Do you feel the best prospects lie in feeding the local population or exporting fish? Which nationals (African) are the largest consumers of fish?
It’s a mixture of both. Import regulations on fish products to the European Union are very stringent and that denies that market to a lot of farmers in Africa. However the large commercial companies that have been exporting to these places have found that although a large proportion of production goes to the EU there is a portion of the production which doesn’t fit the bill, it’s not a question of quality – it’s a question of size. There is a ready market locally for “undersized” fish.
There are a lot of fish farmers producing fish for the local market especially in Zambia – it is a growing business in that part of the world.
Other than Zambia, the West Africans traditionally consume a lot of fish. Countries like Nigeria are going for aquaculture in a big way because a lot of these countries have sold off their fishing rights to other country’s fishing fleets. Locals have been denied the opportunity to fish and for that reason they have turned to aquaculture.
Are entry-level requirements for new fish farmers daunting?
Aquaculture is quite capital-intensive to start-up. Even on a small scale you need to prepare the infrastructure (excavate the pond, put in a water system) but after that the maintenance costs are minor. Like any business it is how long it takes you to get a return on investment that is important.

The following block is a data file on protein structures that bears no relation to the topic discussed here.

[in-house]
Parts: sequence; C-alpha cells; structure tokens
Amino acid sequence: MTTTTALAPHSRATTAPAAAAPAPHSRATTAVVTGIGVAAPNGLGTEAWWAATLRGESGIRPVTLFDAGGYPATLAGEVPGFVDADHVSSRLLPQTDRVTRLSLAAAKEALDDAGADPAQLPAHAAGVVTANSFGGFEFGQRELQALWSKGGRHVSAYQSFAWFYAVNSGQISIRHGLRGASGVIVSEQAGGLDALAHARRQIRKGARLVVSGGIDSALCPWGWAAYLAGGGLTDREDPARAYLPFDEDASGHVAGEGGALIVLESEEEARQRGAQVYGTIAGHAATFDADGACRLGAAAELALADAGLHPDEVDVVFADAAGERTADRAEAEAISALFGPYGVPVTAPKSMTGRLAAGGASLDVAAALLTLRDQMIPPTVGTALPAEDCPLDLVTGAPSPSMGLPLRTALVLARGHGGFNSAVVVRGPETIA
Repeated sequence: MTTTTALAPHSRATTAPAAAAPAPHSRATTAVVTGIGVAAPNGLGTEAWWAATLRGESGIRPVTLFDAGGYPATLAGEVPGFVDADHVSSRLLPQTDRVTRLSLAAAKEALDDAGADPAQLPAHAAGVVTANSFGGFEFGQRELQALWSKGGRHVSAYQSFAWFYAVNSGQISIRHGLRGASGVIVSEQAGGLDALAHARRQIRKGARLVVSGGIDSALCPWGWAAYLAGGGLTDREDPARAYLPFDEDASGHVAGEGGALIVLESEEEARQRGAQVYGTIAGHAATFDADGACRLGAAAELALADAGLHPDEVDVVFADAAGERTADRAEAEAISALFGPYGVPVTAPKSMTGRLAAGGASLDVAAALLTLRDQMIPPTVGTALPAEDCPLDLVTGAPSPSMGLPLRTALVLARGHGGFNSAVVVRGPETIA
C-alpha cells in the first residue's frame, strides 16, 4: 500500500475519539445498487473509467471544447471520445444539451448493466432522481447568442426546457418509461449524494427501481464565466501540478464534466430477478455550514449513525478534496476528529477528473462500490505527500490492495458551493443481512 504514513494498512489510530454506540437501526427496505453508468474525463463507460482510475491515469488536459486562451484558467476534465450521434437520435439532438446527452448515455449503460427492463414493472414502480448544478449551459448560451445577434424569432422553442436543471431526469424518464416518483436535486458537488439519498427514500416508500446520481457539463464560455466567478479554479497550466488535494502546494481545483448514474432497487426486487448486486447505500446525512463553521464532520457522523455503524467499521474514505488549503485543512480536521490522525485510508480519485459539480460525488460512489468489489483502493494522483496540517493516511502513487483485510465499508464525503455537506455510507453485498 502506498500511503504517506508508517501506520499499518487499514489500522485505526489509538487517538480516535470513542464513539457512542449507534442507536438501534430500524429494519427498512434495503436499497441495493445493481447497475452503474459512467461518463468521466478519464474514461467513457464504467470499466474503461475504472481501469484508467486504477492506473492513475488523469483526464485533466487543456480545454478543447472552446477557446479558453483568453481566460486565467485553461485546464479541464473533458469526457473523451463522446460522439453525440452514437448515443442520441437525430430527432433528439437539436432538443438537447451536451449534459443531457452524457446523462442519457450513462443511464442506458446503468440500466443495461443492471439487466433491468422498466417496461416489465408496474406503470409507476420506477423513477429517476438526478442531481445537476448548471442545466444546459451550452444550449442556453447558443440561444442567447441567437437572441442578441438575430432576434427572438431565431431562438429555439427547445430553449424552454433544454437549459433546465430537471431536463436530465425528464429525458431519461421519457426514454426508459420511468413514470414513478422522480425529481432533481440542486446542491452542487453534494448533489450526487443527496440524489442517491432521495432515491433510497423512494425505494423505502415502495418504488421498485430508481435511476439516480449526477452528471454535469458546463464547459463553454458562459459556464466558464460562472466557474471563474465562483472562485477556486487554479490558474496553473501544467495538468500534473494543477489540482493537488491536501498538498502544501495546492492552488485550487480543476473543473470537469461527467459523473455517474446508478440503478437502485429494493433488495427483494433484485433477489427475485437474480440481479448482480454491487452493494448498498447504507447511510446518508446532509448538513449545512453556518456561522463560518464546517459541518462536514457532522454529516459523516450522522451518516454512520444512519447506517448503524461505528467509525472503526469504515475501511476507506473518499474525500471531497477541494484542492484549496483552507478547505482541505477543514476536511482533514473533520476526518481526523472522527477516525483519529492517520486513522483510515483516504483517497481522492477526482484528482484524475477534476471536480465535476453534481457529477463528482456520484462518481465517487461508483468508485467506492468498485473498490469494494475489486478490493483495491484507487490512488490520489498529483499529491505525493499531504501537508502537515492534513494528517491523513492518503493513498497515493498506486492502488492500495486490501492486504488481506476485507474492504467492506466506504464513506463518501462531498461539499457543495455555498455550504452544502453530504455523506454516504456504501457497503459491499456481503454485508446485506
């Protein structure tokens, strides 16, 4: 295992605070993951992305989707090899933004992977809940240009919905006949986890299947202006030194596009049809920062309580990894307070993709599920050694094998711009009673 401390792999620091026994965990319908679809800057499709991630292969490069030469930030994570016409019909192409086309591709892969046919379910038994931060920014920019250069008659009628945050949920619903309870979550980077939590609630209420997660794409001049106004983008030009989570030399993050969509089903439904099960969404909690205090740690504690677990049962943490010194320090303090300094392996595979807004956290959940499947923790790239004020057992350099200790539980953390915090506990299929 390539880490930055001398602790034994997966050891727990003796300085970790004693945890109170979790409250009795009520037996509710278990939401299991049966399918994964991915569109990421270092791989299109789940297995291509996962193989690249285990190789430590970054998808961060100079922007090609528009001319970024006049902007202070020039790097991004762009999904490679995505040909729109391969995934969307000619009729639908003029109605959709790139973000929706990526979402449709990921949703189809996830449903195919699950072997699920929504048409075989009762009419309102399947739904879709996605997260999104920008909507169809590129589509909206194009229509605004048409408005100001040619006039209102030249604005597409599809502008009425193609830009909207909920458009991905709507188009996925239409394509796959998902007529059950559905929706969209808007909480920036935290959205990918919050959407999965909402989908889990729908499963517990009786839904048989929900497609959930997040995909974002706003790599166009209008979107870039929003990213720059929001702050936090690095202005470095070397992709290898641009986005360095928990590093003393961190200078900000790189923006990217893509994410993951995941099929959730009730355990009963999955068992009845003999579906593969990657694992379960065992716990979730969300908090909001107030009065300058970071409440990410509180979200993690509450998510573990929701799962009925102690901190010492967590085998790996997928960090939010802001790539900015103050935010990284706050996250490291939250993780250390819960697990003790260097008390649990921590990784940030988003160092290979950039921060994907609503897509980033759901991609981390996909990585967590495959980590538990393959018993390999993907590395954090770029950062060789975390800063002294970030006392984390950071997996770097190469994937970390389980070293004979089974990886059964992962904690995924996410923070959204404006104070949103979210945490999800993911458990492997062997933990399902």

What is the average length of time from set-up to market?
Fish are rapidly-growing, especially in a tropical environment. Cold water fish grow more slowly. I make the comparison with poultry (with broiler chickens it takes 6 – 8 weeks) - it takes a bit longer with fish but they are far more efficient convertors of feed to protein than other livestock. Normally if you set up a farm you would be looking at bringing your product to market within two years (that is from initiation of the project on the ground).
How profitable is the aquaculture business?
It is not easy to generalise because, as with any business, profitability depends on the management. As far as aquaculture is concerned, certain species of fish have taken off and worldwide tilapia has grown from insignificant levels to one of the major traded commodities in fish in the last 20 years. The growth rate of aquaculture around the world was sitting at 18% one year so that shows that investors do have a lot of confidence that it will bring some return.
Has there been a growth in fly fishing and recreational fishing? Does this present another business opportunity?
Most of the trout fished for in SA are grown on a farm and transferred as a fully grown fish to the “catchment” area. As soon as they are caught another load is transported to the area. There are some that are placed as small fish and then grow to full size in the river system itself. It is an enormous industry not only in SA but worldwide. The aquaculture industry is operating hatcheries and grow-out facilities to supply this industry.
I’m also aware of several farms that make up to 30% of their revenue from visitors coming to look at how people grow fish.